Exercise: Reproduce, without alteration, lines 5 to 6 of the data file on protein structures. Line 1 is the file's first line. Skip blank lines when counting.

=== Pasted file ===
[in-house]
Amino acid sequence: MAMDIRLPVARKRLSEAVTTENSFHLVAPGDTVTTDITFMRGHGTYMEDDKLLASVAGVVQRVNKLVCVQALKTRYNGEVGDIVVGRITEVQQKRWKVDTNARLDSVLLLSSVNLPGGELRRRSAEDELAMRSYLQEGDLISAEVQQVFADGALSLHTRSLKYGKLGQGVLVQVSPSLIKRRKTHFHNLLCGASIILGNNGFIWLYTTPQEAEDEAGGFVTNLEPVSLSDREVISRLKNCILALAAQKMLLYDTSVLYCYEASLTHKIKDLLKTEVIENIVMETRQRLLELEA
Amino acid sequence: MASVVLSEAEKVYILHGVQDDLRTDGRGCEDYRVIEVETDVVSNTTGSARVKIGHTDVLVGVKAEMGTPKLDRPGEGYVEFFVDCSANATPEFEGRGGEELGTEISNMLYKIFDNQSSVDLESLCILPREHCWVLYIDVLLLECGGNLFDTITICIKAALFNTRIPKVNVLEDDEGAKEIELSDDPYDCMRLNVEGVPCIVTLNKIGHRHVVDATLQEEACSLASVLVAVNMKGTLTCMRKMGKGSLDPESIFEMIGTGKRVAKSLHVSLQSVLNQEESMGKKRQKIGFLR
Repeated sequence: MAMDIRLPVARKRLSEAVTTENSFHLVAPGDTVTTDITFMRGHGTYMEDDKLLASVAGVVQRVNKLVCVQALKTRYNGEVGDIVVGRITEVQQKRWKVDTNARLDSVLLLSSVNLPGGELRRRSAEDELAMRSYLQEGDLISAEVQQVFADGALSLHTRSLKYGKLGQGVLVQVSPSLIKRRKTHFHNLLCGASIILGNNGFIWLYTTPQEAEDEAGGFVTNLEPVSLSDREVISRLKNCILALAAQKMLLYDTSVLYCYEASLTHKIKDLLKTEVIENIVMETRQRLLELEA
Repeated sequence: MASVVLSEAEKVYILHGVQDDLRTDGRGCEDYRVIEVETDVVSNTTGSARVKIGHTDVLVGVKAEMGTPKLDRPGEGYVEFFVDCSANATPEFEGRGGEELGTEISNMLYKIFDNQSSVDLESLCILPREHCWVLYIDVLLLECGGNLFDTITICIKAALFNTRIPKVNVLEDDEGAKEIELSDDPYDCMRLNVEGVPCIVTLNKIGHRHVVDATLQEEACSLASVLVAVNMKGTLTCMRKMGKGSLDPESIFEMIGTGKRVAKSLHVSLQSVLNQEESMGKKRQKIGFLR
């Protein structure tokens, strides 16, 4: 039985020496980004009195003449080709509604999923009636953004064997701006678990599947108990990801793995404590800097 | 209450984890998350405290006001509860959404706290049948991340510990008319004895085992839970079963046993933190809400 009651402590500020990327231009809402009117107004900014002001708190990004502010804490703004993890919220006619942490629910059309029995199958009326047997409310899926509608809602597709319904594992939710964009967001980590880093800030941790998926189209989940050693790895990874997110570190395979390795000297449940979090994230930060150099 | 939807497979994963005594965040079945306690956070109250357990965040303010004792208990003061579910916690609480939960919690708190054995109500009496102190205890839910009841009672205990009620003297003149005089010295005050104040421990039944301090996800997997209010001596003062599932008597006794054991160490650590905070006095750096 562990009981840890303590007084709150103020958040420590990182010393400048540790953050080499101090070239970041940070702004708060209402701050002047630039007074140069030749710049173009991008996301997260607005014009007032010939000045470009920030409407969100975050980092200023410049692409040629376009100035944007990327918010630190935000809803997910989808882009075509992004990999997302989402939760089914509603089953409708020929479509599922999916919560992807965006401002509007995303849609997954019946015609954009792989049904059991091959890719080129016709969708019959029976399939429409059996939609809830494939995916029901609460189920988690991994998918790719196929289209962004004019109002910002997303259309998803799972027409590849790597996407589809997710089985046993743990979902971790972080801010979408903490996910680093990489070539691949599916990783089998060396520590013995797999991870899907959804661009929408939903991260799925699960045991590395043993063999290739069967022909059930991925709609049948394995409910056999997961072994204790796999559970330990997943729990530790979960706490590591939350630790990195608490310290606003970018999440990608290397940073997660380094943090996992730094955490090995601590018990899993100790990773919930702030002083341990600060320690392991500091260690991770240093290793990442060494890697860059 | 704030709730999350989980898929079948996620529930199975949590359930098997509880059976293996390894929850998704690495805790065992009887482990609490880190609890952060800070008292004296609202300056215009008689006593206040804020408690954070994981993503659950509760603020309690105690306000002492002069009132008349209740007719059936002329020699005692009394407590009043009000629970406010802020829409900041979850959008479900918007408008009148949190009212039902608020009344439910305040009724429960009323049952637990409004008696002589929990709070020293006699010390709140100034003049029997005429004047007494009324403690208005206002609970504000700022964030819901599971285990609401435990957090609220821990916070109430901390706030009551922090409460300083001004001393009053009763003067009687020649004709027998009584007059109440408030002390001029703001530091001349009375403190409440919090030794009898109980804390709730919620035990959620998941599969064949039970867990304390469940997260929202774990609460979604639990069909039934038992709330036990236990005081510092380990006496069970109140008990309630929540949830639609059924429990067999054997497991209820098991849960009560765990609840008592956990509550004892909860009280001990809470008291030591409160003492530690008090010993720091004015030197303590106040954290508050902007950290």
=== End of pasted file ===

Repeated sequence: MASVVLSEAEKVYILHGVQDDLRTDGRGCEDYRVIEVETDVVSNTTGSARVKIGHTDVLVGVKAEMGTPKLDRPGEGYVEFFVDCSANATPEFEGRGGEELGTEISNMLYKIFDNQSSVDLESLCILPREHCWVLYIDVLLLECGGNLFDTITICIKAALFNTRIPKVNVLEDDEGAKEIELSDDPYDCMRLNVEGVPCIVTLNKIGHRHVVDATLQEEACSLASVLVAVNMKGTLTCMRKMGKGSLDPESIFEMIGTGKRVAKSLHVSLQSVLNQEESMGKKRQKIGFLR
């Protein structure tokens, strides 16, 4: 039985020496980004009195003449080709509604999923009636953004064997701006678990599947108990990801793995404590800097 | 209450984890998350405290006001509860959404706290049948991340510990008319004895085992839970079963046993933190809400 009651402590500020990327231009809402009117107004900014002001708190990004502010804490703004993890919220006619942490629910059309029995199958009326047997409310899926509608809602597709319904594992939710964009967001980590880093800030941790998926189209989940050693790895990874997110570190395979390795000297449940979090994230930060150099 | 939807497979994963005594965040079945306690956070109250357990965040303010004792208990003061579910916690609480939960919690708190054995109500009496102190205890839910009841009672205990009620003297003149005089010295005050104040421990039944301090996800997997209010001596003062599932008597006794054991160490650590905070006095750096 562990009981840890303590007084709150103020958040420590990182010393400048540790953050080499101090070239970041940070702004708060209402701050002047630039007074140069030749710049173009991008996301997260607005014009007032010939000045470009920030409407969100975050980092200023410049692409040629376009100035944007990327918010630190935000809803997910989808882009075509992004990999997302989402939760089914509603089953409708020929479509599922999916919560992807965006401002509007995303849609997954019946015609954009792989049904059991091959890719080129016709969708019959029976399939429409059996939609809830494939995916029901609460189920988690991994998918790719196929289209962004004019109002910002997303259309998803799972027409590849790597996407589809997710089985046993743990979902971790972080801010979408903490996910680093990489070539691949599916990783089998060396520590013995797999991870899907959804661009929408939903991260799925699960045991590395043993063999290739069967022909059930991925709609049948394995409910056999997961072994204790796999559970330990997943729990530790979960706490590591939350630790990195608490310290606003970018999440990608290397940073997660380094943090996992730094955490090995601590018990899993100790990773919930702030002083341990600060320690392991500091260690991770240093290793990442060494890697860059 | 704030709730999350989980898929079948996620529930199975949590359930098997509880059976293996390894929850998704690495805790065992009887482990609490880190609890952060800070008292004296609202300056215009008689006593206040804020408690954070994981993503659950509760603020309690105690306000002492002069009132008349209740007719059936002329020699005692009394407590009043009000629970406010802020829409900041979850959008479900918007408008009148949190009212039902608020009344439910305040009724429960009323049952637990409004008696002589929990709070020293006699010390709140100034003049029997005429004047007494009324403690208005206002609970504000700022964030819901599971285990609401435990957090609220821990916070109430901390706030009551922090409460300083001004001393009053009763003067009687020649004709027998009584007059109440408030002390001029703001530091001349009375403190409440919090030794009898109980804390709730919620035990959620998941599969064949039970867990304390469940997260929202774990609460979604639990069909039934038992709330036990236990005081510092380990006496069970109140008990309630929540949830639609059924429990067999054997497991209820098991849960009560765990609840008592956990509550004892909860009280001990809470008291030591409160003492530690008090010993720091004015030197303590106040954290508050902007950290």